Hospitals Still Fall Short in Pursuing Claims for Recalled CRM Devices

Response to OIG Report

January 8, 2019

Hospitals Still Fall Short in Pursuing Claims for Recalled CRM Devices


Paul Cicciarelli, Product Manager, Champion Healthcare Technologies

In 2018, the Office of Inspector General (OIG) published a report citing that 210 hospitals did not always comply with Medicare requirements for reporting certain cardiac device manufacturer credits.

Specifically, all 296 payments reviewed by the OIG for recalled cardiac medical devices did not follow Medicare requirements for reporting manufacturer credits. Medicare contractors incorrectly paid hospitals $7.7 million for cardiac device replacement claims rather than the $3.3 million they should have been paid, resulting in potential overpayments of $4.4 million. The OIG contributes these overpayments to Medicare controls not being sufficient to ensure that hospitals properly reported manufacturer credits for cardiac devices.

Though an eye-opening report, this is not the first time the OIG has highlighted its concern about medical device credits. OIG estimated that from 2005 to 2014, services related to the replacement of recalled and prematurely-failed medical devices cost Medicare $1.5 billion. Given the widespread nature and heightened attention to noncompliance, hospitals need to take notice or otherwise risk facing substantial overpayment fines in an audit.

Hospitals’ path towards compliance, however, does not come without challenges. Below are some challenges that my colleagues and I at Champion have observed for hospitals to properly identify, track, and report credits to Medicare:

  1.     The process for identifying, tracking, and reporting medical device credits on Medicare claims requires many different hospital departments and staff disciplines (materials management, accounts payable, clinical departments, etc.). For example, separate hospital personnel are responsible for contacting the manufacturer, tracking the availability of the credit, and determining whether an adjustment claim needs to be submitted to pass along the credit to Medicare. Staff need to ensure very close coordination and open communication to be successful.
  2.     It is the hospital, not the manufacturer, that is responsible for initiating the warranty credit process. However, complex documentation make this difficult for staff. For instance, hospitals are faced with many types of submission forms, as each manufacturer has a distinct device return authorization process that requires details in varying formats. Furthermore, hospital staff submitting Medicare claims must be aware of credits that are at least 50 percent of the price the facility paid for the replacement device, and must report the credit as a deduction on a submitted claim.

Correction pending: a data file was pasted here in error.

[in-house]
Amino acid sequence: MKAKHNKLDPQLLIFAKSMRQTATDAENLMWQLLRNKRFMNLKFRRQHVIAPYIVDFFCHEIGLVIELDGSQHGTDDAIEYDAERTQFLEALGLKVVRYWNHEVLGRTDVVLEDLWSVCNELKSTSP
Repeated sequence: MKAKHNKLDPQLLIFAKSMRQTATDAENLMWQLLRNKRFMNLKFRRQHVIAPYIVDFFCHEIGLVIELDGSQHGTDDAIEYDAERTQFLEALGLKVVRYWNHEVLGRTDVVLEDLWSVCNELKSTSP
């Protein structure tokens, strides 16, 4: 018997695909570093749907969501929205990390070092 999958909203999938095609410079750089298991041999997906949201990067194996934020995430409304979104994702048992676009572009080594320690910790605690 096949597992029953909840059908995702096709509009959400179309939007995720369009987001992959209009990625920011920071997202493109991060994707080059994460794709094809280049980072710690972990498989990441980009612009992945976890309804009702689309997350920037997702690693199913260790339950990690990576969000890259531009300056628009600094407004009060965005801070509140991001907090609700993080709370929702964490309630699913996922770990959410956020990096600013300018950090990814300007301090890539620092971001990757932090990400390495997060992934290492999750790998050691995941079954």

3.     Another challenge is that hospitals often do not know whether they will receive a credit or how much that credit will be at the time of billing for the device replacement procedure. In these ambiguous situations, the hospital has two options. First, the hospital may hold the claim until a determination is made about the credit and then submit the claim with the appropriate condition code and value code or modifier if it receives a reportable credit. Or, the hospital may submit the claim immediately without a condition code and value code or modifier, and if the hospital receives a reportable credit later, submit an adjustment claim with the appropriate condition code and value code or modifier. Either option may work, but they both underscore how onerous pursing credits can be, particularly if hospitals do not have policies and procedures in place.

Ensuring compliance and reducing audit risk for hospitals is paramount, but it’s clear from these examples that challenges and confusion around pursuing credits still exist.

I encourage you to read more about the complexities of medical device warranty credits in Champion’s 3-part white paper series:

  • Part 1: Awareness and Understanding (download here). Discover the challenges of the process, the cost of noncompliance, and critical components to reduce audit risk.
  • Part 2: Policy and Oversight (download here). Read about the importance of developing a device warranty policy, as well as tips and pitfalls for overseeing the claims process.
  • Part 3: Standard Processes and Procedures (coming soon). Leveraging knowledge from Parts 1 and 2, understand the processes and procedures needed to comply with device warranty claims requirements.

Implant Management to Address $25.4B Supply Chain Savings Opportunity

Response to Navigant Report

November 27, 2018

Focus on Implant Management to Address a $25.4 Billion Supply Chain Savings Opportunity


Craig Lan
Craig Lan
Vice President,
Product Management

According to Navigant's October 2018 Healthcare Supply Chain Report1, hospitals can safely reduce their supply chain expenses by an average of 17.7% or $11 million annually. This represents an increase of 10% from 2017 and equates to an annual cumulative savings of $25.4 billion. The analysis further reveals that equal savings opportunities exist across multiple hospital characteristics, including size, location, and for-profit or not-for-profit status.